Music of Berg, Gesualdo, Iannotta; a world premiere by Kate Soper
“The Italian Academy at Columbia keeps on delivering some of the most intriguing classical programs in town. (And you can't beat the price, either.) Tonight the adventurous Mivos players present works by Berg, Gesualdo and Iannotta, plus a world premiere by the wildly talented composer-soprano Kate Soper (who will join Mivos in performance).” Time Out NY (Critic's Pick)
Highlighting works for soprano and string quartet, the Mivos Quartet will present a program featuring the world premiere of Nadja, a large-scale composition for string quartet and voice by composer/soprano Kate Soper, alongside works by Clara Iannotta and Carlo Gesualdo, and Alban Berg’s Lyric Suite with reconstructed soprano part.
Program: Carlo Gesualdo (arr. Joshua Modney): Moro Lasso; Interlude; Merce Grido Kate Soper:Nadja, for string quartet and voice (world premiere) Alban Berg:Lyric Suite (with reconstructed soprano part) Clara Iannotta:A Failed Entertainment (U.S. premiere)
Kate Soper, a 2012 Guggenheim Laureate, is quickly gaining recognition as one of the most important composers of her generation. Her work, effortlessly theatrical and dazzling in its virtuosity, explores the integration of drama and rhetoric into musical structure. Soper’s timbral fusion of voice and instruments and her development of extreme vocal techniques have created a new frontier for the vocal repertoire.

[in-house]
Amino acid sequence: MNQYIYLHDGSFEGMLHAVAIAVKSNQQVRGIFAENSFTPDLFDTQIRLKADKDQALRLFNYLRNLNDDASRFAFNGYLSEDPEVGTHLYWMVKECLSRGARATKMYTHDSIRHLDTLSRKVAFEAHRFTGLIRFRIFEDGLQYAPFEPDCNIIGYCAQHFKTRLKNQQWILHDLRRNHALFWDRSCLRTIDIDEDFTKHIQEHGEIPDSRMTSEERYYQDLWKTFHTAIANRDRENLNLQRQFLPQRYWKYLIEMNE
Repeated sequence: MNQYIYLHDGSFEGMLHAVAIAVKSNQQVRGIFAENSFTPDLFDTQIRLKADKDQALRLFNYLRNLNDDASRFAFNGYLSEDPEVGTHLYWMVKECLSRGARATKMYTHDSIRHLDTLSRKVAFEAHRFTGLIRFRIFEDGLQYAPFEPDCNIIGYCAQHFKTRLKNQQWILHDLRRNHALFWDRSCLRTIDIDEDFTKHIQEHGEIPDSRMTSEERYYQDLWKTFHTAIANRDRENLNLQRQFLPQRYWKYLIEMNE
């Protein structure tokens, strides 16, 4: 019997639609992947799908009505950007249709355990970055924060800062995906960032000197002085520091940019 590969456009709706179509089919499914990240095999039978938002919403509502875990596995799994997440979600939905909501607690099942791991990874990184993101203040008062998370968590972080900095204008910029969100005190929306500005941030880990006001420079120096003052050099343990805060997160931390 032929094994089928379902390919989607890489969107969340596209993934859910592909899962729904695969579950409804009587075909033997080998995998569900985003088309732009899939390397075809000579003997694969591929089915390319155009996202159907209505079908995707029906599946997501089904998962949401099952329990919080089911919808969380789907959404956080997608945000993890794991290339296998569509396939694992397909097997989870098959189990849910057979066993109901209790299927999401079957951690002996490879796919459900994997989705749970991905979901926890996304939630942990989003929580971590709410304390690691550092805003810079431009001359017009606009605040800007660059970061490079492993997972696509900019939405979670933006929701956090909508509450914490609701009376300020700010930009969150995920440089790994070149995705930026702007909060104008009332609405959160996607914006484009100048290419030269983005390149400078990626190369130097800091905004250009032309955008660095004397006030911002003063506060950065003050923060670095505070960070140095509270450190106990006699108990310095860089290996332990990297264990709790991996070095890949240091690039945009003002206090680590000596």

Nadja grapples with the not-necessarily-inevitable supremacy of a soprano amidst instrumentalists alongside the rationale-defying depths of literary love. Players come together through fused identity and shared burdens of expression and communication, then split apart, through scheming, melodrama, and mere habit. Guiding them through the match are a handful of characters whose reason for being rests on the melodramatic excesses of femininity, including the nymph Echo, the first-person speaker of a Tennyson love poem, and the titular heroine of Andre Breton's 1920s surrealist masterpiece for whom the piece is named. --Kate Soper
Also on the program is a set of Carlo Gesualdo madrigals, arranged for soprano and string quartet by Joshua Modney, which recall the audacity of the 16th-century avant-garde, and the first U.S. performance of Italian composer Clara Iannotta's A Failed Entertainment. Named for the working title of David Foster Wallace's Infinite Jest, the 2013 work is a beautiful study in "working beyond the sound itself." Finally, Mivos and Soper will present Alban Berg’s Lyric Suite with the rarely performed “secret” soprano part, reconstructed from the annotated score that Berg presented to his lover, Hanna Fuchs-Robettin.